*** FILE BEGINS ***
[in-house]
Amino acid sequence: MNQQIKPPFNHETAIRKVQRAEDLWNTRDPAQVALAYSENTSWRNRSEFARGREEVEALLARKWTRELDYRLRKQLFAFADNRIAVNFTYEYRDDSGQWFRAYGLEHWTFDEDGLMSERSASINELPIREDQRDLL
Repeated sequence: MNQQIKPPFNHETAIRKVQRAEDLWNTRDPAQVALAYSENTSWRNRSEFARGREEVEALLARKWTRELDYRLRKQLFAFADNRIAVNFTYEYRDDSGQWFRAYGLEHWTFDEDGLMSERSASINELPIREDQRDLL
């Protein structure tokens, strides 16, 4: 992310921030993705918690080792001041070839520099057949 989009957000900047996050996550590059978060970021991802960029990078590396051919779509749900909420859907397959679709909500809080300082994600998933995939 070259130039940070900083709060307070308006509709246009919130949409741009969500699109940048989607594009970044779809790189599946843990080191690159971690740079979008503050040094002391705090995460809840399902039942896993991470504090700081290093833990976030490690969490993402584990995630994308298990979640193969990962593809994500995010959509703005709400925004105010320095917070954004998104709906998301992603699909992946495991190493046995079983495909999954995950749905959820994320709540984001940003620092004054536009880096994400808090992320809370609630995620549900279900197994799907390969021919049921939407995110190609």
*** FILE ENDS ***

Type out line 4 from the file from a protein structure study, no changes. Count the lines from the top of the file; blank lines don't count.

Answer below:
């Protein structure tokens, strides 16, 4: 992310921030993705918690080792001041070839520099057949 989009957000900047996050996550590059978060970021991802960029990078590396051919779509749900909420859907397959679709909500809080300082994600998933995939 070259130039940070900083709060307070308006509709246009919130949409741009969500699109940048989607594009970044779809790189599946843990080191690159971690740079979008503050040094002391705090995460809840399902039942896993991470504090700081290093833990976030490690969490993402584990995630994308298990979640193969990962593809994500995010959509703005709400925004105010320095917070954004998104709906998301992603699909992946495991190493046995079983495909999954995950749905959820994320709540984001940003620092004054536009880096994400808090992320809370609630995620549900279900197994799907390969021919049921939407995110190609």